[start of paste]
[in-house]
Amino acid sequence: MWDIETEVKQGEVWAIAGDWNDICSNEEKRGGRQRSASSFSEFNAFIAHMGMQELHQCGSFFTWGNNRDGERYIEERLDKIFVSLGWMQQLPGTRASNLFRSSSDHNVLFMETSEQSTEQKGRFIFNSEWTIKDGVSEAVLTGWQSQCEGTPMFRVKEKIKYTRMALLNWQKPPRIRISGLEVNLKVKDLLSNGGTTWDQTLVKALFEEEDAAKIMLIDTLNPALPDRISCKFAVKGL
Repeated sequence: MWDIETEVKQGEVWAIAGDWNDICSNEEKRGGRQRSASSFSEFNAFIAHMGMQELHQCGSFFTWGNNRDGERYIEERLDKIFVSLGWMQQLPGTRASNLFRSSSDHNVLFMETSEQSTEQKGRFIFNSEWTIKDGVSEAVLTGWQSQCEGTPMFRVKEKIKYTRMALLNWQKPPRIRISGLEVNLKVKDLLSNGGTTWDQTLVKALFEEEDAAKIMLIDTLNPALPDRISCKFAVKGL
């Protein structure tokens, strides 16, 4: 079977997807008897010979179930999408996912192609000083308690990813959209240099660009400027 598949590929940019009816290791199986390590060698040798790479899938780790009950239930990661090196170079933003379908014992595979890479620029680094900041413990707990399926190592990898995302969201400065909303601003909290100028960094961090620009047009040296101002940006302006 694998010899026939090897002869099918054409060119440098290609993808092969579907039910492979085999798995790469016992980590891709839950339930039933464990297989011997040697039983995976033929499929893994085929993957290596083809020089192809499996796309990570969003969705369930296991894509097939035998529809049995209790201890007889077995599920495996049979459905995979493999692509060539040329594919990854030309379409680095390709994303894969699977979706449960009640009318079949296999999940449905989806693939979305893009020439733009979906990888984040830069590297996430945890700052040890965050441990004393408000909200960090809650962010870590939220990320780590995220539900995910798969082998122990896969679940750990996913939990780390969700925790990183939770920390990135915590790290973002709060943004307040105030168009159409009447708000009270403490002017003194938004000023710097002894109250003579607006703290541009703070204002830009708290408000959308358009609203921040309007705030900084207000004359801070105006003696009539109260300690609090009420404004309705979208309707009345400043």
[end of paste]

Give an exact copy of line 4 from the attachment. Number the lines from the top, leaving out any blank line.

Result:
């Protein structure tokens, strides 16, 4: 079977997807008897010979179930999408996912192609000083308690990813959209240099660009400027 598949590929940019009816290791199986390590060698040798790479899938780790009950239930990661090196170079933003379908014992595979890479620029680094900041413990707990399926190592990898995302969201400065909303601003909290100028960094961090620009047009040296101002940006302006 694998010899026939090897002869099918054409060119440098290609993808092969579907039910492979085999798995790469016992980590891709839950339930039933464990297989011997040697039983995976033929499929893994085929993957290596083809020089192809499996796309990570969003969705369930296991894509097939035998529809049995209790201890007889077995599920495996049979459905995979493999692509060539040329594919990854030309379409680095390709994303894969699977979706449960009640009318079949296999999940449905989806693939979305893009020439733009979906990888984040830069590297996430945890700052040890965050441990004393408000909200960090809650962010870590939220990320780590995220539900995910798969082998122990896969679940750990996913939990780390969700925790990183939770920390990135915590790290973002709060943004307040105030168009159409009447708000009270403490002017003194938004000023710097002894109250003579607006703290541009703070204002830009708290408000959308358009609203921040309007705030900084207000004359801070105006003696009539109260300690609090009420404004309705979208309707009345400043």